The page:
Exchange Server 2003 uses virtual directories in Internet Information Services (IIS) for a number of Microsoft Exchange services -- mainly, Outlook Web Access (OWA), Outlook Mobile Access (OMA) and Exchange ActiveSync:
IIS virtual directories can get damaged or changed inappropriately. For instance, an inexperienced Exchange Server administrator may try changing them directly in the IIS administration console, when they actually must be changed in Exchange System Manager.
IIS virtual directories are not recreated automatically if they are damaged, so you need to know how to recreate them. They can be remade in a "semi-automatic" way, but Exchange Server has to be specifically commanded to do so; it doesn't "sense" that the directories are damaged or missing.
Microsoft Knowledge Base article 883380 walks through three possible ways to recreate IIS virtual directories for Outlook Web Access, Outlook Mobile Access and Exchange ActiveSync:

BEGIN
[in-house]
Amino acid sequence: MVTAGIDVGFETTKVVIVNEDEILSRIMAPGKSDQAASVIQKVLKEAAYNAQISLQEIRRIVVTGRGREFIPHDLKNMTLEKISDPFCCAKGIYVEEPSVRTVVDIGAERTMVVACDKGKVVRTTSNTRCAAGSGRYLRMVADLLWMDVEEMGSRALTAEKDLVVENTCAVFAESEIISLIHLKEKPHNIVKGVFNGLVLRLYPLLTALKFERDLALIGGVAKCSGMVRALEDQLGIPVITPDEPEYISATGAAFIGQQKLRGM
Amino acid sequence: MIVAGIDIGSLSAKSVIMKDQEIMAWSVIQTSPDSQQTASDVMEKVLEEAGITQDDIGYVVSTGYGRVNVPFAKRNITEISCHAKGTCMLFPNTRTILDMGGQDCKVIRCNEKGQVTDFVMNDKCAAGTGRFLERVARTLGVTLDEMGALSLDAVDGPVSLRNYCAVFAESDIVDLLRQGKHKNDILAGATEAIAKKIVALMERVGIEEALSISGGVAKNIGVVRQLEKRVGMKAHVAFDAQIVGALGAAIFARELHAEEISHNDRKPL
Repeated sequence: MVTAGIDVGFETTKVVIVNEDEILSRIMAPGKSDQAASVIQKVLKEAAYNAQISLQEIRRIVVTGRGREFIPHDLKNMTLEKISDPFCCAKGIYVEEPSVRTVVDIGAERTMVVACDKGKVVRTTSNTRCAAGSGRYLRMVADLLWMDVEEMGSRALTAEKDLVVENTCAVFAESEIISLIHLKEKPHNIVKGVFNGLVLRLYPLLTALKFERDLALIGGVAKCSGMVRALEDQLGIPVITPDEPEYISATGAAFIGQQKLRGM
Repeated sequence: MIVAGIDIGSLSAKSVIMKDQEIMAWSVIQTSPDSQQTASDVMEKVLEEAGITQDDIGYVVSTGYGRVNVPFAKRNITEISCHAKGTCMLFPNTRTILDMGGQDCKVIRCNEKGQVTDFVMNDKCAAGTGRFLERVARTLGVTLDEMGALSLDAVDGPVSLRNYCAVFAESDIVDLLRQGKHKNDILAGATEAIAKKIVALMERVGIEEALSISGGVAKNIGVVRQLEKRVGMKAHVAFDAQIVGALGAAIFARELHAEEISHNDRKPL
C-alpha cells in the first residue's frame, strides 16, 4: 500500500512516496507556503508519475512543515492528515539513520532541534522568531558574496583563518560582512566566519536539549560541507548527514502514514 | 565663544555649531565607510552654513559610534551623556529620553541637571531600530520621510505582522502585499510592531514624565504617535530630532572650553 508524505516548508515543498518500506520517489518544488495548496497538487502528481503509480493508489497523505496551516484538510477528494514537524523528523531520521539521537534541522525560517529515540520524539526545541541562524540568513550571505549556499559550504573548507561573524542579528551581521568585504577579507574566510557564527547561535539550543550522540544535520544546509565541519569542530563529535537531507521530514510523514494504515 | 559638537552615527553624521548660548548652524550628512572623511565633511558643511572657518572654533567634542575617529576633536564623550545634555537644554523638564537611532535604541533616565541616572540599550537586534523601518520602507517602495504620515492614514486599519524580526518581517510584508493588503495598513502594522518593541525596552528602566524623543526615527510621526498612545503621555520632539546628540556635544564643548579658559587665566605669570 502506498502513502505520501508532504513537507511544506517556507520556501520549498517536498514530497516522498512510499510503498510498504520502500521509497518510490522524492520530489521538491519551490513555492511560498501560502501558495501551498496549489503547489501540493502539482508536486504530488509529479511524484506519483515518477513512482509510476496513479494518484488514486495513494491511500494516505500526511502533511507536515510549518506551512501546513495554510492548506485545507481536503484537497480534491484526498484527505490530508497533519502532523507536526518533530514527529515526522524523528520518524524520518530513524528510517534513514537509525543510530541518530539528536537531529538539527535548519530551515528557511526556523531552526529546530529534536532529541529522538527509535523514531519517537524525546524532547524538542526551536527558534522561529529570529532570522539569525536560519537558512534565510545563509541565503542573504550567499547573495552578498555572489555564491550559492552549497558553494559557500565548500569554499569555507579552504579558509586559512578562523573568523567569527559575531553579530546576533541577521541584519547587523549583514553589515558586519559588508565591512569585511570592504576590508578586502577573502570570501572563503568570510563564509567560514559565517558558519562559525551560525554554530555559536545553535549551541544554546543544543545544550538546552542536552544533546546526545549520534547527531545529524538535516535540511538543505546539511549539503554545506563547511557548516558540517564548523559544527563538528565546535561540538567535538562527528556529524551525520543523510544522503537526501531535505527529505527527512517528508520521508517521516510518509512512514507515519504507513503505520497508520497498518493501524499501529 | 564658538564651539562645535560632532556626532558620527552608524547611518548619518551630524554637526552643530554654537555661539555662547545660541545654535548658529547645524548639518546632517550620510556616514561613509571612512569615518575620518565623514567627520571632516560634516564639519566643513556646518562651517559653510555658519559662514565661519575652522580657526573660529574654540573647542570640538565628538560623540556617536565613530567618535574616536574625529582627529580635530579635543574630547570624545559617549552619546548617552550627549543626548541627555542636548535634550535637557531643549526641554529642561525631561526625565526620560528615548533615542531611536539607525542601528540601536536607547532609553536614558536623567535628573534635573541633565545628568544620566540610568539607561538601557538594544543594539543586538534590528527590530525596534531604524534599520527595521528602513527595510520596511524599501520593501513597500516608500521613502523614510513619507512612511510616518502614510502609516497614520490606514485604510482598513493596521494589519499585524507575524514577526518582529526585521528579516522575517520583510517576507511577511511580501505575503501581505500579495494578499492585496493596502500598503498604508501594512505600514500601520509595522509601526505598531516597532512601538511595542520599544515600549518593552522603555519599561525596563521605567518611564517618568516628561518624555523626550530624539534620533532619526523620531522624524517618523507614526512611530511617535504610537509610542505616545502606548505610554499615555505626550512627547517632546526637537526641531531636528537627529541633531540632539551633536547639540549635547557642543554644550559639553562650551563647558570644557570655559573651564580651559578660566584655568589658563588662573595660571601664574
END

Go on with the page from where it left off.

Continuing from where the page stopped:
- Use the Metabase Explorer utility (available as part of the IIS 6 Resource Kit Tools) to remove the metabase entries for the IIS virtual directories. If you don't already have the Metabase Explorer installed or don't know how to use it, this is probably not the best way to go.
- Use the ADSUTIL.VBS script. This is probably the easiest method, because you can simply delete the IIS virtual directories from IIS Manager, use the script to purge the metabase (rather than trying to do that by hand), and then have Exchange Server recreate the directories. It's pretty foolproof, since you only need to know how to use the IIS Manager and run a .VBS script from a command line.
- Edit the Metabase.xml file by hand. This is probably the most dangerous and difficult way to do it, and is recommended only for experts who really know what they're doing.
In some cases the directories may take up to 15 minutes to automatically recreate; if that doesn't happen, the Exchange server and IIS server machines should both be restarted (IIS first, then Exchange Server).
About the author: Serdar Yegulalp is editor of Windows Insight, a newsletter devoted to hints, tips, tricks, news and goodies for all flavors of Windows users.
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This was first published in January 2007